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Phase Alternate Line – 625-line/50Hz colour TV system developed in Germany in the mid 1950s, first regular broadcasts began in the UK in 1967, adopted throughout much of Europe, the Middle East, Australia and New Zealand. PAL good for sharp picture and superior colour accuracy, but 50Hz frame rate can cause noticeable picture 'flicker' on larger screens.


NTSC 3.38

National Television Standards Committee – world's first colour TV system transmissions started in 1954; sometimes called Never Twice The Same Colour due to slightly wobbly colour characteristics. Based on

525-line/60Hz picture, also used in South America, Japan and much of the Asia. 3.38 is the frequency (in megahertz) of colour sub-carrier signal); NTSC 4.43 is a system variant used for video recording.



Sequential Couleur a'Memoire – 625-line/50Hz colour TV system developed in France (allegedly it's just sufficiently different from PAL to avoid infringing patents…). MESECAM variant adopted by the former Soviet Union and Eastern European countries. Performance very similar to PAL and SECAM video signals can be displayed on PAL TVs, in black and white.



PAL-M is a hybrid system using NTSC brightness information and PAL colour processing, only used in Brazil. PAL-N is a narrow-bandwidth system variant, currently only used in Argentina, Paraguay, and Uruguay



Multiplexed Analogue Component – hybrid analogue/digital system used for satellite broadcasting, where picture (brightness) and colour information are transmitted separately, primarily to reduce the impact of atmospheric interference on the signal.



Hybrid analogue/digital high definition satellite TV system, only used in Japan. 1125-line picture with 60 and 100Hz frame rates, 16:9 widescreen picture format



Strictly speaking not a CTV standard but a recording system used on VCRs and DVD players that partially converts NTSC video signals so that they can be displayed on recent PAL TVs.


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The granddaddy of all visual display technologies – the cathode ray tube was first developed in 1895 -- and it is still the best and most cost-effective option for most applications. CRTs give the brightest and sharpest picture under the widest range of viewing and lighting conditions however maximum screen sizes are limited to around 38 inches due to the weight and fragility of picture tubes. Life expectancy is around 5 to 8 years before there's a noticeable drop in performance.



Liquid Crystal Displays are the new kids on the block; in fact LCD panels have been around for years on PCs but now they're getting big enough for serious TV viewing.  Plus points are the flat hang-on-the wall construction and long life expectancy, the down side is price, shallow viewing angle, relative – compared with CRT -- lack of brightness and contrast range and it's unlikely they'll ever get much bigger than 32-inches across due to difficult of manufacture.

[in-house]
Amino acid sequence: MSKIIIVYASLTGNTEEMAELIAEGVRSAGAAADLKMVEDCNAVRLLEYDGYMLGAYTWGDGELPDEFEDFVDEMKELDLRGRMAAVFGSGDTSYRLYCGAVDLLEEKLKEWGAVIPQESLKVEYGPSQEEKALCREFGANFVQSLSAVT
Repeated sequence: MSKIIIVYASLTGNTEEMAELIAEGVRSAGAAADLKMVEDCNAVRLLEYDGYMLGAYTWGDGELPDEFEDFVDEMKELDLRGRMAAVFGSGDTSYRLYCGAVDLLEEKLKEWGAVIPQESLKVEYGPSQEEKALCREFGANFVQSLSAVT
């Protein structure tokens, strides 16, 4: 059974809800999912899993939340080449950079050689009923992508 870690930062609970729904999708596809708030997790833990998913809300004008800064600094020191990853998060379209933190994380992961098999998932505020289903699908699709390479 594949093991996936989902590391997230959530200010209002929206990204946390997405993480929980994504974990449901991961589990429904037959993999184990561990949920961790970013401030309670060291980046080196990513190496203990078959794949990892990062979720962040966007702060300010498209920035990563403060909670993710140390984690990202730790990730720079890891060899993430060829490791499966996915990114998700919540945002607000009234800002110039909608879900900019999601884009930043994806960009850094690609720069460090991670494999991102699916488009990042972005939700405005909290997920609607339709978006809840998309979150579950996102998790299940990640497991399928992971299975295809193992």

Clever mixture of old CRT and modern flat panel digital display technologies, with close to CRT performance in terms of picture sharpness and colour accuracy. Brightness and contrast are improving all the time but are still some way behind CRT; viewing angles are also a little shallower. Plasma screens tend to be large 40-inches plus, due to economics of manufacture and (currently) highish reject rate so they can be very heavy, and they are all very expensive.



Basically a big box containing a video projector shining onto the rear of a large translucent screen via a set of mirrors, which makes them relatively compact, as far as depth is concerned. Screen sizes take over where CRT leaves off -- between 40 and 65-inches -- picture performance varies according to the projector technology (see CRT, LCD & DLP projectors). Screen brightness also varies but generally back projectors are best suited to low to moderately bright lighting conditions.



Ideal for medium to large screen sizes from 80 to 200 inches and they perform best in near-dark lighting conditions. The image is generated by three high intensity picture tubes – red green and blue – giving arguably the best image quality (highest resolution, widest contrast range and most accurate colours), but picture line structure can be noticeable, they can take longer to set up, the tubes have a relatively limited life and can be expensive to replace.



Screen sizes of 500 inches and more are possible however most domestic models are in the 100 to 300-inch range. A single light source shines through three small LCD elements, one for each colour component (red, green & blue), so there's little to wear out, apart from the lamp (and they can be very expensive…). Picture quality not as good as CRT, pixellation is usually evident, they can also have a narrower contrast range and inferior colour fidelity but they tend to be cheaper and performance is improving all the time.



Digital Light Processors or 'micromirror' devices are the next big thing in video projectors. They're based on chips covered with thousands of thousands of microscopic mirrors, they're very efficient and the projectors can be small but capable of throwing up large bright images in the range 100 to 500 inches, even in difficult lighting conditions. Picture quality can be excellent, often described as 'film like' due to lack of pixellation and line structure, good contrast range and colour accuracy and prices are coming down quickly.




Ó R. Maybury 2001, 0902








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